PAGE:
Thousands of Cyclone Aila survivors hit by the May 2009 storm in southwestern Bangladesh have been hit again - this time by flooding and swollen rivers after embankments were breached by high tides.
Repair work on the life-saving embankments or polders - comprised of sandbags and bamboo - had only just been completed.
Over 45,000 people are marooned in the two adjacent sub-districts of Dacope (Khulna District) and Shyamnagar (Satkhira District), areas which were also among the worst hit by Aila, local officials told IRIN.
From 27 to 31 March, 28 villages were inundated in the area when parts of the embankments protecting them were washed away.
Southwestern Bangladesh is a low-lying deltaic flood plain, crisscrossed by hundreds of rivers and channels, and is vulnerable to cyclones and high tides. People depend on a 7,500km-long network of flood embankments for survival.
Cyclone Aila washed away 1,700km of this network, rendering hundreds of thousands of residents even more vulnerable than usual.
In Dacope repair work on the embankments was completed on 26 March. Days later, the repaired segments were washed away and 13 villages in Kamarkhali Union flooded. Almost 20,000 people inhabit these villages, local officials say.
Time to leave?
According to Panchanan Roy, a primary school teacher from Dacope, many residents are now being driven to leave their villages permanently.
Photo: David Swanson/IRIN
|2007 embankment damage|
“It's been almost a year and our situation is not improving at all,” he told IRIN. “These new floods have broken our backs. We have few other choices. It’s impossible to continue living this way any more.”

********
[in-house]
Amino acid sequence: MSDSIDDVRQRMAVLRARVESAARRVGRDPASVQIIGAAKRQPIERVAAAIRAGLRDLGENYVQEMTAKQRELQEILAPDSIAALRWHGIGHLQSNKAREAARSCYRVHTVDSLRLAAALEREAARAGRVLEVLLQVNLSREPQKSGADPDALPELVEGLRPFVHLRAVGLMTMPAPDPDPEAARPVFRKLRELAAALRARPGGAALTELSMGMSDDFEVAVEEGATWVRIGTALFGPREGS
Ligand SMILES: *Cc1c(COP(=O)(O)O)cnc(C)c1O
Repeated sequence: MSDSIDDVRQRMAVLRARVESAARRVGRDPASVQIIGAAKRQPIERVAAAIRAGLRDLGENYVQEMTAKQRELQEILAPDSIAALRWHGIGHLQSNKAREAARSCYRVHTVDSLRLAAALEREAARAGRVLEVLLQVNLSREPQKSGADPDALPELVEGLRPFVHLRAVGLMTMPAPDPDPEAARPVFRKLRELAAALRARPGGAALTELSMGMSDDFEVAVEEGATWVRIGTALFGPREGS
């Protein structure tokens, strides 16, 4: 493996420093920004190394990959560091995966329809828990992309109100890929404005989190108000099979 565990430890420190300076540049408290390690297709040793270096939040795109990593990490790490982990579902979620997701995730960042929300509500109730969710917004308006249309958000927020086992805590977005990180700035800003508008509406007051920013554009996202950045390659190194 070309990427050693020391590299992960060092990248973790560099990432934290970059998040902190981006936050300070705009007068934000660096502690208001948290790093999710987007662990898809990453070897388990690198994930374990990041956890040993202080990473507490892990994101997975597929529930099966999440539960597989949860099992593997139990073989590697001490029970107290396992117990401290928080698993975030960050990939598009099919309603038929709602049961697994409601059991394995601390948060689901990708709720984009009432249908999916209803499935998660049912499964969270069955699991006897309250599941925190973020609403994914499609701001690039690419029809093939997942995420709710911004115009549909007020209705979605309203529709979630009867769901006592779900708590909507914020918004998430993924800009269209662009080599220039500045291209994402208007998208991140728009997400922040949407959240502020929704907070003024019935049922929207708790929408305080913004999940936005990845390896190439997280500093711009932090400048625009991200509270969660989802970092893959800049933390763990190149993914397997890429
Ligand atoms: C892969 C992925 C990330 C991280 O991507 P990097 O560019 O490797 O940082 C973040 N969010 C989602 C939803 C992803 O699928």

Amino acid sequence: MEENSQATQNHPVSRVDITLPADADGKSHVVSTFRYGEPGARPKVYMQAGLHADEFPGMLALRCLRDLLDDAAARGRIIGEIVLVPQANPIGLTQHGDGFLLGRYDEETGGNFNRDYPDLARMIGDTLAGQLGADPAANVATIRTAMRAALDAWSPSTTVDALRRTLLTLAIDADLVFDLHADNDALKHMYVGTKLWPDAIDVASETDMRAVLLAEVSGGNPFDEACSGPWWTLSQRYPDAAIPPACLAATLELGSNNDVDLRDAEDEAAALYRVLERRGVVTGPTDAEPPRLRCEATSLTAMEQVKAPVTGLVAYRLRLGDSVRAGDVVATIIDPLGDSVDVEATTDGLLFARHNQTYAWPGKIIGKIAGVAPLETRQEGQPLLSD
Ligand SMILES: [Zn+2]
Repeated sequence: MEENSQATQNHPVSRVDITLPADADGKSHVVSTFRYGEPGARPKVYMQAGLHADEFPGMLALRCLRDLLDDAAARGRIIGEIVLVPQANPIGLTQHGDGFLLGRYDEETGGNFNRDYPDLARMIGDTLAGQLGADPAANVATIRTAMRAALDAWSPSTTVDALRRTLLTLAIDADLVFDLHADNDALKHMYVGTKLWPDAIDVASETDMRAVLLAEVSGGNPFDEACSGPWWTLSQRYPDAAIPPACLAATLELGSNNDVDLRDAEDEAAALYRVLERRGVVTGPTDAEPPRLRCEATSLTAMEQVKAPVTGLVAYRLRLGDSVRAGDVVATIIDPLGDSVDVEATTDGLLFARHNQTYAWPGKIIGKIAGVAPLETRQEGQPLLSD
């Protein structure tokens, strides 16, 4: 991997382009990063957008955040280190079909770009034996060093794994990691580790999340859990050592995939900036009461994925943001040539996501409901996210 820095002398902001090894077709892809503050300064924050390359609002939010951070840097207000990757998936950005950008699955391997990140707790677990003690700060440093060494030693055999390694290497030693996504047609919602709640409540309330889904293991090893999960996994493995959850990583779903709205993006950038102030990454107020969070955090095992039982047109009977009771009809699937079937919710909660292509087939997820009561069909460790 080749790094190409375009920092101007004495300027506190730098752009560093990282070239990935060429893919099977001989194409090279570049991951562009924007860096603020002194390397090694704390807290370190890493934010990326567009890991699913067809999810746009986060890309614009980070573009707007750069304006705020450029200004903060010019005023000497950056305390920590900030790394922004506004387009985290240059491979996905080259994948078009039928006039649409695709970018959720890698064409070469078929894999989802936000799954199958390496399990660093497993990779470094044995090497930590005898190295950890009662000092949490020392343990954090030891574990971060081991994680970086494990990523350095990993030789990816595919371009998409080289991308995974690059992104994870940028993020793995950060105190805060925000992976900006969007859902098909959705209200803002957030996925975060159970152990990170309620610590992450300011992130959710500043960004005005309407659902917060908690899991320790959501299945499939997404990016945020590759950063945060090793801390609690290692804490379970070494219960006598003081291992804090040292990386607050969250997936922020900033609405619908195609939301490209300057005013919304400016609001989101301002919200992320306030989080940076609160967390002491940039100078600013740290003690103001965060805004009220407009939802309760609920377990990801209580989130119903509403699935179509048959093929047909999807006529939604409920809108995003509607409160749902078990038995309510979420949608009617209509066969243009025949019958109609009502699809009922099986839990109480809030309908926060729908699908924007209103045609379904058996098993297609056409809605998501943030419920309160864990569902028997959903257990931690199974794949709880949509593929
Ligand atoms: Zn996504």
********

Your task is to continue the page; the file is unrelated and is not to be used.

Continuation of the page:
He also accused the Bangladesh Water Development Board (BWDB) - the government agency responsible for maintaining the embankments - of failing to carry out the necessary repairs during the winter dry season, which runs from mid-November to mid-January.
“Everyone knows that from March the rivers tend to swell and overflow. No repair work conducted this season can last,” he said.
“It is distressing that the repair works did not last. We are trying to stem the water flow by starting up the repair works again,” Mosaddeque Hussain, one of the BWDB engineers working in Dacope, told IRIN.
In neighbouring Shyamnagar local people tried to finish repair work themselves, but their efforts were washed away by the Klolpetua river, which flooded 15 villages of the Padmapukur Union, affecting more than 25,000 people.
“We are homeless again”
“We repaired the dykes and our villages emerged from the water. A week later, we are homeless again,” Prabir Shaha, a resident of Padmapukur, said. Most of the villagers have since moved to nearby villages for shelter.
According to Nanigopal Mondal, a member of parliament from the area, the situation in and around Dacope has hardly improved since Cyclone Aila struck.
“I am feeling helpless and do not rightly know how to help my constituents,” he said.
Meanwhile, the BWDB Khulna-2 office said large-scale repair work would probably not be undertaken before next winter.
Cyclone Aila struck the coast of Bangladesh on 25 May 2009, killing 190 people. According to the country’s Disaster Management Bureau (DMB), over 3.9 million people were affected and more than 600,000 houses destroyed.
Cyclone Sidr struck the same general area in November 2007, killing some 3,500 people and making at least one million homeless.